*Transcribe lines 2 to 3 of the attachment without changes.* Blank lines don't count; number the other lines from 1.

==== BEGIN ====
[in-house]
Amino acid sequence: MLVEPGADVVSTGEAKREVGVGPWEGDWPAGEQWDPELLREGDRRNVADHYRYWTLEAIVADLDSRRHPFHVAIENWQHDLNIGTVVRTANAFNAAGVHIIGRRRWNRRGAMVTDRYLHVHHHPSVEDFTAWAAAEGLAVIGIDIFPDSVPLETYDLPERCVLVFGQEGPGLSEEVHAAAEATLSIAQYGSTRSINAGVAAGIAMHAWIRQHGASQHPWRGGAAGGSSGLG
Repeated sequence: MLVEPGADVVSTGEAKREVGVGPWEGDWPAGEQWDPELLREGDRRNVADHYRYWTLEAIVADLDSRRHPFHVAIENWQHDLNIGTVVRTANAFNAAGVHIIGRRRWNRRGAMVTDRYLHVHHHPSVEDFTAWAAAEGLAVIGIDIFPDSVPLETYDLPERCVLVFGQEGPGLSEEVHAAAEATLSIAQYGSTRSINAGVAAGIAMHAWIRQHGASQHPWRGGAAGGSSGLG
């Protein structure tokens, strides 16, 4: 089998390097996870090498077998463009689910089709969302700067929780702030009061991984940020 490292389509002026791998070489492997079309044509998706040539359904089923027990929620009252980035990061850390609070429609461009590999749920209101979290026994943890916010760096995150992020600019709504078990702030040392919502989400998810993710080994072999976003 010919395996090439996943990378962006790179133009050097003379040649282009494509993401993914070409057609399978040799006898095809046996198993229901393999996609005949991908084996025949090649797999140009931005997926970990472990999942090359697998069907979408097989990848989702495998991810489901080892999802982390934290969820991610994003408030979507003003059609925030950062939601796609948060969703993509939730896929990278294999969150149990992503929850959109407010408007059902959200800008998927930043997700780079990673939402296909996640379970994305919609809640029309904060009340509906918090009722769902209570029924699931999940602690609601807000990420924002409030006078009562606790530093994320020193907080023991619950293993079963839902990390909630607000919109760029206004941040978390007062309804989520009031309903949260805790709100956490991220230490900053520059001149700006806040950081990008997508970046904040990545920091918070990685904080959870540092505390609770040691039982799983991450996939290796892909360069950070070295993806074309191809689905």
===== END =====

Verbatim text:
Amino acid sequence: MLVEPGADVVSTGEAKREVGVGPWEGDWPAGEQWDPELLREGDRRNVADHYRYWTLEAIVADLDSRRHPFHVAIENWQHDLNIGTVVRTANAFNAAGVHIIGRRRWNRRGAMVTDRYLHVHHHPSVEDFTAWAAAEGLAVIGIDIFPDSVPLETYDLPERCVLVFGQEGPGLSEEVHAAAEATLSIAQYGSTRSINAGVAAGIAMHAWIRQHGASQHPWRGGAAGGSSGLG
Repeated sequence: MLVEPGADVVSTGEAKREVGVGPWEGDWPAGEQWDPELLREGDRRNVADHYRYWTLEAIVADLDSRRHPFHVAIENWQHDLNIGTVVRTANAFNAAGVHIIGRRRWNRRGAMVTDRYLHVHHHPSVEDFTAWAAAEGLAVIGIDIFPDSVPLETYDLPERCVLVFGQEGPGLSEEVHAAAEATLSIAQYGSTRSINAGVAAGIAMHAWIRQHGASQHPWRGGAAGGSSGLG